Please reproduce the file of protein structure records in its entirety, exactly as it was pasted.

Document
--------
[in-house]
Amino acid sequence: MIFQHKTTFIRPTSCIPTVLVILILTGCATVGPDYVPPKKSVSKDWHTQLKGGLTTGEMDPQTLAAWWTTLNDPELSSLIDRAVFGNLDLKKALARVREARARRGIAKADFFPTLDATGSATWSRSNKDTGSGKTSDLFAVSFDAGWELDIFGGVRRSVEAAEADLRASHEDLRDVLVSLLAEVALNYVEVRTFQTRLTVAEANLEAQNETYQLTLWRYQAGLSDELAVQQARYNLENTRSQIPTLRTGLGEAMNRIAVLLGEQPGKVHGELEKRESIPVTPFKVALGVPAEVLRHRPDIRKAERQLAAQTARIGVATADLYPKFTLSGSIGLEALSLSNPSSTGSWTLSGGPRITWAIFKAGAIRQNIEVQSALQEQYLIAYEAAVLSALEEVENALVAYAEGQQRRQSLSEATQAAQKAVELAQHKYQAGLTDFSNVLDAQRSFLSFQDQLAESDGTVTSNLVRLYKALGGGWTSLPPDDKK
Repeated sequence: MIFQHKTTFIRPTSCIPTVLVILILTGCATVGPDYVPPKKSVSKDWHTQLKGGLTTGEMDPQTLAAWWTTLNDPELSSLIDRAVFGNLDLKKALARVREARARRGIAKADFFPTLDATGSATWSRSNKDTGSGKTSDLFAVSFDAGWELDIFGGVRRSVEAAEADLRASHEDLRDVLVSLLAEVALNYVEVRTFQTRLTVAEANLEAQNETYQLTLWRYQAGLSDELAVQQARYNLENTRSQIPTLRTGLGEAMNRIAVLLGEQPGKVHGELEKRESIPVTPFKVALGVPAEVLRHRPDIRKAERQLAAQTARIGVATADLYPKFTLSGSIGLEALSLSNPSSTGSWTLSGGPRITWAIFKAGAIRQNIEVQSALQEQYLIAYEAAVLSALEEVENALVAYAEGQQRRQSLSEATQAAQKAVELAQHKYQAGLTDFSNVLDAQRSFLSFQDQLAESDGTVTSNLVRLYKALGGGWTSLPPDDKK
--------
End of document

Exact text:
[in-house]
Amino acid sequence: MIFQHKTTFIRPTSCIPTVLVILILTGCATVGPDYVPPKKSVSKDWHTQLKGGLTTGEMDPQTLAAWWTTLNDPELSSLIDRAVFGNLDLKKALARVREARARRGIAKADFFPTLDATGSATWSRSNKDTGSGKTSDLFAVSFDAGWELDIFGGVRRSVEAAEADLRASHEDLRDVLVSLLAEVALNYVEVRTFQTRLTVAEANLEAQNETYQLTLWRYQAGLSDELAVQQARYNLENTRSQIPTLRTGLGEAMNRIAVLLGEQPGKVHGELEKRESIPVTPFKVALGVPAEVLRHRPDIRKAERQLAAQTARIGVATADLYPKFTLSGSIGLEALSLSNPSSTGSWTLSGGPRITWAIFKAGAIRQNIEVQSALQEQYLIAYEAAVLSALEEVENALVAYAEGQQRRQSLSEATQAAQKAVELAQHKYQAGLTDFSNVLDAQRSFLSFQDQLAESDGTVTSNLVRLYKALGGGWTSLPPDDKK
Repeated sequence: MIFQHKTTFIRPTSCIPTVLVILILTGCATVGPDYVPPKKSVSKDWHTQLKGGLTTGEMDPQTLAAWWTTLNDPELSSLIDRAVFGNLDLKKALARVREARARRGIAKADFFPTLDATGSATWSRSNKDTGSGKTSDLFAVSFDAGWELDIFGGVRRSVEAAEADLRASHEDLRDVLVSLLAEVALNYVEVRTFQTRLTVAEANLEAQNETYQLTLWRYQAGLSDELAVQQARYNLENTRSQIPTLRTGLGEAMNRIAVLLGEQPGKVHGELEKRESIPVTPFKVALGVPAEVLRHRPDIRKAERQLAAQTARIGVATADLYPKFTLSGSIGLEALSLSNPSSTGSWTLSGGPRITWAIFKAGAIRQNIEVQSALQEQYLIAYEAAVLSALEEVENALVAYAEGQQRRQSLSEATQAAQKAVELAQHKYQAGLTDFSNVLDAQRSFLSFQDQLAESDGTVTSNLVRLYKALGGGWTSLPPDDKK